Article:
Blog
August 23rd, 2011

Do you work in one state, live in another? Maybe you should

by

 

Businesses tend to be clustered around major metropolitan areas. In many cases those cities are close enough to two or three different states to give you a choice of where to live.

So let’s say you work in Philadelphia. Ideally, you could live in either Pennsylvania, New Jersey or Delaware.

But which one is best? In which state could you pay the least, but still enjoy the highest quality of life?

Suburban bliss: Best places to live outside 12 big cities

“Where you choose to live may save or cost you hundreds, if not thousands, of dollars on mortgage payments and taxes every year,” says HSH.com VP Keith Gumbinger.

“While choosing a place to live also includes personal and logistical considerations, HSH.com provides individuals with quantifiable data that should be a part of that decision.”

Our latest article on HSH.com examines 12 big cities which neighbor on two to three different states. Comparing tax rates (including income, sales and gas taxes), housing costs, mortgage rates, school performance, and general cost of living, we provided a Cost and Quality Scores for each surrounding state studied compared with that of its central metropolitan area.

Where’s the best place to live? Here are some of our results:

NYC FINALNew York, New York

·     Suburban New York: 2.48 percent better

·     New Jersey: 7.67 percent better

·     Connecticut: 9.84 percent better

Housing costs throughout this area are very expensive, which is why these scores are as close as they are. However, Connecticut benefits from having the lowest income tax of these three states.

Chicago FINALChicago, Illinois

·     Suburban Illinois: 0 percent better

·     Wisconsin: 5.62 percent worse

·     Indiana: 14.65 percent better

No distinct data for the surrounding area of Illinois was available, which is why it got the same score as Chicago. Wisconsin’s higher income taxes and home prices made it a more costly alternative, while Indiana benefited chiefly from lower income taxes and more affordable housing.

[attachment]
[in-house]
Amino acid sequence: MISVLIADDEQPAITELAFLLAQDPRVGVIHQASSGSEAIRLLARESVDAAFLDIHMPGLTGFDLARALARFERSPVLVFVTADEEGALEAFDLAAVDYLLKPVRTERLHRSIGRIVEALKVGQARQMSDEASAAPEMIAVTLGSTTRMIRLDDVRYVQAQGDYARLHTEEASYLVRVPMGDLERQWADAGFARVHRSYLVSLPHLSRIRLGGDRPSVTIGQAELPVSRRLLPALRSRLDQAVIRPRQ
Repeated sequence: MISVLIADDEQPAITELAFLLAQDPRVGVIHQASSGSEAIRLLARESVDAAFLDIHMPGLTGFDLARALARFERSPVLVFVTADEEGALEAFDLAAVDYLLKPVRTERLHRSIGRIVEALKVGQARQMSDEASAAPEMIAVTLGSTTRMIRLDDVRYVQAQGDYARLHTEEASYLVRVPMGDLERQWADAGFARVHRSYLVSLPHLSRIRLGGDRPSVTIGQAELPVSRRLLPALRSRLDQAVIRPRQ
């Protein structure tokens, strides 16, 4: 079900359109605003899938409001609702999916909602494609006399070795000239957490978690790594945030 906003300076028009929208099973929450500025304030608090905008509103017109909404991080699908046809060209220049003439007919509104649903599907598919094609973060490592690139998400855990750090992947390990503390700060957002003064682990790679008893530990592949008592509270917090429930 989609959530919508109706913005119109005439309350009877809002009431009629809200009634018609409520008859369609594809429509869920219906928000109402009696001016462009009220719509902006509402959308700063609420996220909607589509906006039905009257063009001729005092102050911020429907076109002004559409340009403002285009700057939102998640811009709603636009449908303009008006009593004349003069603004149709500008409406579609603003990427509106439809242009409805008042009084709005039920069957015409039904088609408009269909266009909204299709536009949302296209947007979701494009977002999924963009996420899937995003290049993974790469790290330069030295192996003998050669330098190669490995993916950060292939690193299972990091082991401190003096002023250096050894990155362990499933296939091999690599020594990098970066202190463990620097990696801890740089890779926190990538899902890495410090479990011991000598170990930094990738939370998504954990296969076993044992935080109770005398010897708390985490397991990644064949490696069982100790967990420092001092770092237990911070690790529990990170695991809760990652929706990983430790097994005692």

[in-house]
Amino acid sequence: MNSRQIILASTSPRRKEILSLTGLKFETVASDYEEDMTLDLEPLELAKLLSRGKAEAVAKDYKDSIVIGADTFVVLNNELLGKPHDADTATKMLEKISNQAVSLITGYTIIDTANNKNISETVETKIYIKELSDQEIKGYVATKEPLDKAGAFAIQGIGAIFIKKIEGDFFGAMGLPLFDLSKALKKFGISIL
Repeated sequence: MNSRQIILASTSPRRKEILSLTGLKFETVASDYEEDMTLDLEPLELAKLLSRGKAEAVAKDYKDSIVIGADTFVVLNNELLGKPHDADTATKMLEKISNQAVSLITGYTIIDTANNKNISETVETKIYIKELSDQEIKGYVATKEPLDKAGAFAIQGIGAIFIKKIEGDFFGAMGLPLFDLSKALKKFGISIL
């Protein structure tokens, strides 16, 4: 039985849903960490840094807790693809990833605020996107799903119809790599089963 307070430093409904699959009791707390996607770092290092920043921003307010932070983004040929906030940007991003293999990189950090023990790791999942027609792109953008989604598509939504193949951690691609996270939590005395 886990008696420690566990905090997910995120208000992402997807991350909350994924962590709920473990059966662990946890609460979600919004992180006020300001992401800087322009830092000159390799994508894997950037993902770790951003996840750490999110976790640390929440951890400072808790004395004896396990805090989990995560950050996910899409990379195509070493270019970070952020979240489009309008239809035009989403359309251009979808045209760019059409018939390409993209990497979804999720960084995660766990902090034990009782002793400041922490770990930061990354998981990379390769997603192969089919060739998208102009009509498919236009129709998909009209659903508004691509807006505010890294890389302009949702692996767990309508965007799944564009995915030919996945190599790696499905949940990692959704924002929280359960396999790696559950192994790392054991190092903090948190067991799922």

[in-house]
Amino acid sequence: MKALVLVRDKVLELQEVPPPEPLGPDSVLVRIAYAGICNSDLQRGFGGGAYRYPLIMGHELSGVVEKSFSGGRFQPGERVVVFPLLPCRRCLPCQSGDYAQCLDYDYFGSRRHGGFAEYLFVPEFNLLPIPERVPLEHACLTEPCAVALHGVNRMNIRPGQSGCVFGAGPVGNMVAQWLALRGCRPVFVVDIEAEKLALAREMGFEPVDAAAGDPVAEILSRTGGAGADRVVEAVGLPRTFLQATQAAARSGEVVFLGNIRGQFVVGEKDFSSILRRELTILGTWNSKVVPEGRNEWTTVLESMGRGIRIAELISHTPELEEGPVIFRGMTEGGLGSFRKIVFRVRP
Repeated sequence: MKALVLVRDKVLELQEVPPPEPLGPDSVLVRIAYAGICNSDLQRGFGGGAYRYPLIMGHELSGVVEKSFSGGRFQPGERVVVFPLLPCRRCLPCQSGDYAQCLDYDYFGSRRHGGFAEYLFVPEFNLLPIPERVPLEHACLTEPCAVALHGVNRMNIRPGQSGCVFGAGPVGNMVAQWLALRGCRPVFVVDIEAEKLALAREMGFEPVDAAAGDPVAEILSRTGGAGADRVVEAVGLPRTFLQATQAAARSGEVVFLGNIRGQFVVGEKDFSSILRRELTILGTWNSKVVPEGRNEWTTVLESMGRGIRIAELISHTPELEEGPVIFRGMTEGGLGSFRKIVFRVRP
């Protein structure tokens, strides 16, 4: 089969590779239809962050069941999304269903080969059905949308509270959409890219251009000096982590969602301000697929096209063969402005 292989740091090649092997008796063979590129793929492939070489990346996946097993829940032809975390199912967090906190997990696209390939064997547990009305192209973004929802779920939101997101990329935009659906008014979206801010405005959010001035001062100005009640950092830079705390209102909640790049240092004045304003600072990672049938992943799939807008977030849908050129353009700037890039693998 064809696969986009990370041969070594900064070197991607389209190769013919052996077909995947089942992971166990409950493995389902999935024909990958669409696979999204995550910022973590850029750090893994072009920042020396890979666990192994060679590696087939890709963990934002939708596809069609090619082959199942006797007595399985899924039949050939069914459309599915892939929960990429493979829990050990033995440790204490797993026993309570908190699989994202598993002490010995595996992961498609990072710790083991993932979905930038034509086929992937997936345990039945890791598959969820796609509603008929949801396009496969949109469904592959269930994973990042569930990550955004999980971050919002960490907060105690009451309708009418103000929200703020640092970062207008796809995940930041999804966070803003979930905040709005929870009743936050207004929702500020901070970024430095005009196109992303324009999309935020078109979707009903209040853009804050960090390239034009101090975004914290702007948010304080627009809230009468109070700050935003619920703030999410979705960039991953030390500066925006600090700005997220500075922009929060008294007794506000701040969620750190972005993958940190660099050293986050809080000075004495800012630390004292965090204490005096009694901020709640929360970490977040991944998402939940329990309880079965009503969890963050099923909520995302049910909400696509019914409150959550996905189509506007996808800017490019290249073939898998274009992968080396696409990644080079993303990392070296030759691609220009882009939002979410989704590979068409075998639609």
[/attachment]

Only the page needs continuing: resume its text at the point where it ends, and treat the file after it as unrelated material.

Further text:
Cinci FINALCincinnati, Ohio

·     Suburban Ohio: 7.79 percent better

·     Kentucky: 8.75 percent worse

·     Indiana: 4.87 percent better

With all these Cost and Quality Scores within 10 percent of Cincinnati’s baseline, this is a pretty close decision. Suburban Ohio scored best chiefly because housing costs are considerably lower once you move outside the immediate vicinity of Cincinnati. According to HSH.com’s mortgage calculator, making this move would save you 30.9 percent on a monthly 30-year mortgage payment. By contrast, higher home prices were Kentucky’s chief downfall.

Mobile FINALMobile, Alabama

·     Suburban Alabama: 1 percent better

·     Florida: 9.17 percent better

Housing may be more expensive in Florida, but this is outweighed by the advantage of having no state income tax in the Sunshine State.

Be sure to read “Suburban bliss: Best places to live outside 12 big cities” in its to entirety read the rest of our analysis

Share and Enjoy:
  • email
  • Print
  • RSS
  • Add to favorites
  • Yahoo! Bookmarks
  • Facebook
  • Twitter
  • Technorati
  • Digg
  • del.icio.us
  • Google Bookmarks
  • StumbleUpon
  • Yahoo! Buzz
  • Mixx
  • BlinkList
  • Live
  • Reddit

Leave a Comment

Receive Updates via Email

Delivered by FeedBurner

About the HSH Blog

HSH.com's daily blog focuses on the latest developments in the mortgage and housing markets. Our mission is to relate how changes in mortgage rates and housing policy, as well as the latest financial news, impacts consumers, homebuyers and industry insiders alike. Our 30-plus years of experience in the mortgage industry gives us an edge as we break down the latest changes in an ever-changing market.

Our bloggers:

Tim Manni

Tim Manni is the Managing Editor of HSH.com and the author of their daily blog, which concentrates on the latest developments in the mortgage and housing markets.

Connect With Us

  • rss feed icon
  • facebook icon
  • twitter icon

Compare Lowest Mortgage Rates

$